NASA makes third attempt to launch Artemis I rocket
November 16, 2022 - NASA aims to make a fourth attempt to launch its uncrewed inaugural Artemis mission to the moon, after weeks of technical setbacks and foul weather delayed earlier attempts to send their huge, next-generation rocketship into space.
At 1.04am EST (6.04am GMT) on Nov 16, late technical issues and Florida’s weather gods notwithstanding, Artemis 1, the most powerful rocket ship in history, will attempt launch. The rocket is due to orbit the Moon in a test flight lasting 26-42 days. Here’s how the mission could unfold when it eventually lifts off:
1) Space Launch System (SLS) super heavy-lift launch vehicle blasts off from Launch Complex 39B at the Kennedy Space Center, Florida, carrying an empty Orion crew module.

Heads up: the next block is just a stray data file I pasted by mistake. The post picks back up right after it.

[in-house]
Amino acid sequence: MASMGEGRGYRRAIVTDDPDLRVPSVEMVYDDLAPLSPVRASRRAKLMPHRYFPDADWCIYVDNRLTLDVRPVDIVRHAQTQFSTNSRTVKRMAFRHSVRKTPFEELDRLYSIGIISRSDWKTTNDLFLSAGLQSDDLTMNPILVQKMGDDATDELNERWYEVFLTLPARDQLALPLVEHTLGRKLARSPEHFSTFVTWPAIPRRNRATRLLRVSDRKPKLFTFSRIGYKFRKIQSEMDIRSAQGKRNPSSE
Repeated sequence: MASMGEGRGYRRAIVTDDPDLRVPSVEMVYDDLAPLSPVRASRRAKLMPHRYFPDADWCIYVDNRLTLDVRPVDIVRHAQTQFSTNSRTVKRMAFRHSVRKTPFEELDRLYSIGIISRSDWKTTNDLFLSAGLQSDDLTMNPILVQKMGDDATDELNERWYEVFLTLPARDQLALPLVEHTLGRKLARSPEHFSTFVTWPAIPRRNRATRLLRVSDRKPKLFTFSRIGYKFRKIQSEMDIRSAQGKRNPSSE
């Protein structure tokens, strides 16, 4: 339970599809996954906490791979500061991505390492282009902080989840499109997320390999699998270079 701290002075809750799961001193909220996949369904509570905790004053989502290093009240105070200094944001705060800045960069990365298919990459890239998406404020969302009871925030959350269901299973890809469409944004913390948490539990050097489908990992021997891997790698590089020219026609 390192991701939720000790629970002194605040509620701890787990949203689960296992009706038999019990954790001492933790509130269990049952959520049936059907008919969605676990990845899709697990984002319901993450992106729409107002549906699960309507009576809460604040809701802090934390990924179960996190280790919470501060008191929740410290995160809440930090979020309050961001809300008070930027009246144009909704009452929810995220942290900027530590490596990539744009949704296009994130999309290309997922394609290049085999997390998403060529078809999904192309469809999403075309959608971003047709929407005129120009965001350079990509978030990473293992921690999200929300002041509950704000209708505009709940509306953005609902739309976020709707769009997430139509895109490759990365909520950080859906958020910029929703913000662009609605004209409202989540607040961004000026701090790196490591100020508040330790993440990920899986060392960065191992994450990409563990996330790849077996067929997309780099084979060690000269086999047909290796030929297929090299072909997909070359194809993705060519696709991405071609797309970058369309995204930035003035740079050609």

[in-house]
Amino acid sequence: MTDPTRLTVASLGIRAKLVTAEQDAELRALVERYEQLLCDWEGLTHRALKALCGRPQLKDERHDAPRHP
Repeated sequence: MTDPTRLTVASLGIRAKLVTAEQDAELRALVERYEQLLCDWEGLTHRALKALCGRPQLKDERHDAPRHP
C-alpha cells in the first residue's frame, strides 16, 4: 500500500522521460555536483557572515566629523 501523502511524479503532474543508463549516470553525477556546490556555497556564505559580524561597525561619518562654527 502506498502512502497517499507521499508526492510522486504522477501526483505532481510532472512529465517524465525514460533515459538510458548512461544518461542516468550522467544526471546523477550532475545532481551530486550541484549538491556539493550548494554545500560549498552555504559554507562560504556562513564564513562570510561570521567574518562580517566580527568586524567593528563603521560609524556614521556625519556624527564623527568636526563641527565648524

2) Solid rocket boosters and core stage separation – ship enters Earth orbit.
3) Ship journeys to Moon (8-14 days), deploying 10 CubeSats along the way.
4) Enters into orbit around Moon (6-19 days).
5) Return flight to Earth (9-19 days).
6) Crew module separation and splashdown in Pacific Ocean.
If successful, Artemis II is scheduled to blast-off in May 2024, with a crew of four astronauts, on a lunar-flyby-return-to-Earth test mission.
Assuming success of Artemis II, Artemis III is set to land two people on the Moon in 2025, and keep them there for a week – making it the the first human moon landing since Apollo 17 in 1972 (53 years ago).